The Aesthetics of Crime and Crime Control

Jeff Ferrell, Southern Methodist University

Attempts to understand the nature of crime and crime control have often relied on the old dualism of form versus content, and on the associated hierarchy of investigation whereby form must be stripped away so as to reveal the meaningful core of content. Emerging perspectives in the areas of social theory, cultural studies, sociology, and criminology over the past half century--and specifically in the field of cultural criminology over the past decade or so--have proposed a radically different ontology and etiology of crime and crime control. From this alternative view, form is content; dimensions of symbolism, style, aesthetics, and perception in fact define the dynamics of crime and crime control. Those adopting this alternative perspective investigate criminal subcultures as aesthetic or stylistic communities; explore the aesthetic foundations of crime control and legal authority; define style as the medium through which criminals and crime control agents interact; and consider the essential role of stylized media dynamics in constructing the contemporary reality of crime and crime control.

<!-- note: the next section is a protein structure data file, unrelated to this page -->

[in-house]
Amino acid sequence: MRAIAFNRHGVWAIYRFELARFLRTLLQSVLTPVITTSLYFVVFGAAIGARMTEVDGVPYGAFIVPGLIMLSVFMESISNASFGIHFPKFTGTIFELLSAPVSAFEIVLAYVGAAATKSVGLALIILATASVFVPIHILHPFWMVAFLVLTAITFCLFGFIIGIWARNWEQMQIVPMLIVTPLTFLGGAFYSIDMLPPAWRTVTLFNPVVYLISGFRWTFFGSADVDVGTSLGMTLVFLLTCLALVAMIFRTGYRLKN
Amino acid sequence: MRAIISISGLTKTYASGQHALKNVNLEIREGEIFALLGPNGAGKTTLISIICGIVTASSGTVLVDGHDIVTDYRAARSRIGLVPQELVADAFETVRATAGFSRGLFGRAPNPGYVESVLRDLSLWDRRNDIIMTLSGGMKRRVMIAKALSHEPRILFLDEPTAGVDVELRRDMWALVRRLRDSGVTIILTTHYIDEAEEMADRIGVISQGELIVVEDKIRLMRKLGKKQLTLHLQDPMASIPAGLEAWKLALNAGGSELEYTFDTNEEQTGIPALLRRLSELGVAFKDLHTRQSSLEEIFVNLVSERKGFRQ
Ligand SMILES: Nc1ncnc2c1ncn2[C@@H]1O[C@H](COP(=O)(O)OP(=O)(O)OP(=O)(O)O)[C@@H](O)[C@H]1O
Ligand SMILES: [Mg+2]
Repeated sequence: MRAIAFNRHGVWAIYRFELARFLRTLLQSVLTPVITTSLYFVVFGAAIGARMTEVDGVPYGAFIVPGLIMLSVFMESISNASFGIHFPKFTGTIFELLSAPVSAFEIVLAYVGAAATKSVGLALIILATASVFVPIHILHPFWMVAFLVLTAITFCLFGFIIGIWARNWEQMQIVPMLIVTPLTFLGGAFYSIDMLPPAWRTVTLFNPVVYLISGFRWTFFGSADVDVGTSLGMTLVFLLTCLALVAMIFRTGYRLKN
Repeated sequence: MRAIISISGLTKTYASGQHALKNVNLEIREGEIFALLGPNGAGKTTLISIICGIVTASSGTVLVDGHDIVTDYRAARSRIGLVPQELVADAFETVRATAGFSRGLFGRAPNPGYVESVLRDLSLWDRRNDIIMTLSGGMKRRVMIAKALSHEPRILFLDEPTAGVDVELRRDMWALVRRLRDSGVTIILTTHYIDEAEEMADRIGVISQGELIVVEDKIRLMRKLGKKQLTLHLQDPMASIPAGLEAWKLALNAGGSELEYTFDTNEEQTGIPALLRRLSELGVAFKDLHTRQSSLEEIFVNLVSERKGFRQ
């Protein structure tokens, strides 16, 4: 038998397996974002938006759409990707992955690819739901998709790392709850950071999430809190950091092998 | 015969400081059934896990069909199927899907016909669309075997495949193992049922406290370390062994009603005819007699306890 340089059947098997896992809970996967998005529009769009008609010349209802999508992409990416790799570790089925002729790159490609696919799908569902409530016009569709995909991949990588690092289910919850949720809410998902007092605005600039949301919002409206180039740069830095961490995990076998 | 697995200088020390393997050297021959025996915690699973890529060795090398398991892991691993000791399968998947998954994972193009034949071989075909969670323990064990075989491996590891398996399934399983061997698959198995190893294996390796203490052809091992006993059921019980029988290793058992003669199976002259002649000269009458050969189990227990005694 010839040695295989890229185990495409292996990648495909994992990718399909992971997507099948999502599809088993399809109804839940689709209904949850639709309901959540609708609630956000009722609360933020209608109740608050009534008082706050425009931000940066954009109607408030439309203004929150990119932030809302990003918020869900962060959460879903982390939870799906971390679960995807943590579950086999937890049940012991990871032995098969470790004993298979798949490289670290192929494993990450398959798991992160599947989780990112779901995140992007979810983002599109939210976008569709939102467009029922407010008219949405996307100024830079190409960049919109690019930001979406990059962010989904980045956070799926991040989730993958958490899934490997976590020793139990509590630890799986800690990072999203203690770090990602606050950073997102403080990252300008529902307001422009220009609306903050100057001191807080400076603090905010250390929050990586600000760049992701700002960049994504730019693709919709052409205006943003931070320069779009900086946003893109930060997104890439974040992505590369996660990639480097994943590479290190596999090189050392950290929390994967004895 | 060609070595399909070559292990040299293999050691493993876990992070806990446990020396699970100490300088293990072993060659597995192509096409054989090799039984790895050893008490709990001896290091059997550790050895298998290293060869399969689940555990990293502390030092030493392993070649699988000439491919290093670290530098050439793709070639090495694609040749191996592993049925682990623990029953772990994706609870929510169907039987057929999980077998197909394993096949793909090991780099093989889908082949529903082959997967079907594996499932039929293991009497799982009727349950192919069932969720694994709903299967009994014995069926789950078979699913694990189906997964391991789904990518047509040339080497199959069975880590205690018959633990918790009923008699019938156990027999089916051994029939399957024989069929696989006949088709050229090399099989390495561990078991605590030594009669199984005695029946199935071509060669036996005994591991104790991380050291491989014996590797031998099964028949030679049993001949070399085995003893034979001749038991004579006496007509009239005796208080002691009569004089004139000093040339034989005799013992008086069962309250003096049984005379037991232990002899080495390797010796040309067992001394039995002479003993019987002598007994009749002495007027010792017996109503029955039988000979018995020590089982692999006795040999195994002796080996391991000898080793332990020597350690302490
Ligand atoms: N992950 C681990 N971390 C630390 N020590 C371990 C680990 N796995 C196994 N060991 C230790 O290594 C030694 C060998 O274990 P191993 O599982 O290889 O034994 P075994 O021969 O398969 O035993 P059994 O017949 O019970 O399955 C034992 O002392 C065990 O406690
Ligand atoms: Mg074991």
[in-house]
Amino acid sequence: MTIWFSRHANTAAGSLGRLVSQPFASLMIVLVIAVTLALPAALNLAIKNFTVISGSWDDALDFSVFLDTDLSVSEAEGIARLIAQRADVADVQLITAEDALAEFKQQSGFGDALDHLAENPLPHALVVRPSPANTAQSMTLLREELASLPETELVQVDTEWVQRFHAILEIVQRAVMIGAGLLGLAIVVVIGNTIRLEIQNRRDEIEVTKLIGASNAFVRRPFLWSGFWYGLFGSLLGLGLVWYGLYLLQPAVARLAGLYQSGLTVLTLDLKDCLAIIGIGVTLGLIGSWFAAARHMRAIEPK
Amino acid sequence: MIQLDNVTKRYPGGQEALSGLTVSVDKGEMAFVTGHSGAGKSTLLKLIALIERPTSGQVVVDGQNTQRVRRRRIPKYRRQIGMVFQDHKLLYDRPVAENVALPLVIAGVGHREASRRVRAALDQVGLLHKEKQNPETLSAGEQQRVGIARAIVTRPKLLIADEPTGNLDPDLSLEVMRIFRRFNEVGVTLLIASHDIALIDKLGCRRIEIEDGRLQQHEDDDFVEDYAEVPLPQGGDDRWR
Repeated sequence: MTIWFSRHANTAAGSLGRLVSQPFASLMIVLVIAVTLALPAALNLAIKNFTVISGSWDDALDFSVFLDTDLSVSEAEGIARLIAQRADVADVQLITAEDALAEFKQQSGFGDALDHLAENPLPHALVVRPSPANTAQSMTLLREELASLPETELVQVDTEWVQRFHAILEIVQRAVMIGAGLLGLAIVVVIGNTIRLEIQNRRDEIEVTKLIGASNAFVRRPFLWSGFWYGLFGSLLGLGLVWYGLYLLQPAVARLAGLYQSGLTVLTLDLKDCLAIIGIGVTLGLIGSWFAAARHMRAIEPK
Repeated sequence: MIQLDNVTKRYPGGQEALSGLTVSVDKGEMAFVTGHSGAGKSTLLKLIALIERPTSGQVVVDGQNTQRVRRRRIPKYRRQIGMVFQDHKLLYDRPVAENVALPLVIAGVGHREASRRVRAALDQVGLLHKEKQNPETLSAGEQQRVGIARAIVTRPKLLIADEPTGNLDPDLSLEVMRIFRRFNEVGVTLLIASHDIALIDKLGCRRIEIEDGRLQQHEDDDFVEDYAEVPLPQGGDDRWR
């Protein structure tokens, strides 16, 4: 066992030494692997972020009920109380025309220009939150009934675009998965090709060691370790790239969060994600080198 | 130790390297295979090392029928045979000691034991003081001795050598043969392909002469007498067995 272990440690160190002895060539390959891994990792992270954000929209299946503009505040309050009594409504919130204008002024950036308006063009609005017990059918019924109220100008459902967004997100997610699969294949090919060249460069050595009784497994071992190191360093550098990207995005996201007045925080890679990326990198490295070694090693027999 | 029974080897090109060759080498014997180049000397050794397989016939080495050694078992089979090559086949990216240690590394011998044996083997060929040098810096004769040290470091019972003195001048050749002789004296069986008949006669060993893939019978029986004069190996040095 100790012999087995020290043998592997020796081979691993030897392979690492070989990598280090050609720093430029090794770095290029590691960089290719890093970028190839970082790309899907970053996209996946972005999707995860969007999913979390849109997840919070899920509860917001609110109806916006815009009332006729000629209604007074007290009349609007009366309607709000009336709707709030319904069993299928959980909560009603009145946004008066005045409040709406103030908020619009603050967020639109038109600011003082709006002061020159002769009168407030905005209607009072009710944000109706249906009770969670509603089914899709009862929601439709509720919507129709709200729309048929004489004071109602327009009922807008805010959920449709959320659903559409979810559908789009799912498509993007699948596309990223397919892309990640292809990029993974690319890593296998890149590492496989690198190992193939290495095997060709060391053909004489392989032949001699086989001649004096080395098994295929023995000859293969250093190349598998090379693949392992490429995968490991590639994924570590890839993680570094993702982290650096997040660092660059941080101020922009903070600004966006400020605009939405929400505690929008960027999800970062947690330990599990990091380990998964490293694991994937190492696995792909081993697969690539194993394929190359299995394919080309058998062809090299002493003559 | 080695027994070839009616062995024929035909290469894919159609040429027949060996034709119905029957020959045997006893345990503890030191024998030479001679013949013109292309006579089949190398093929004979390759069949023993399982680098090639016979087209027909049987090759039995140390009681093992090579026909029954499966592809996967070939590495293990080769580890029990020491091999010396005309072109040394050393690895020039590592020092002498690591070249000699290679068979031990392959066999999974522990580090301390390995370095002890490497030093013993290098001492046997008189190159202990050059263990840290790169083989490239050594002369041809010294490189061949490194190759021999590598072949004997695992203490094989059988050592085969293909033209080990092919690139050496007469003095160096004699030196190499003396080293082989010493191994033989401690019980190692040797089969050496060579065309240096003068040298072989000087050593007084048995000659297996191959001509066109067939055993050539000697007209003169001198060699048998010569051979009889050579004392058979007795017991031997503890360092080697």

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Updated 05/20/2006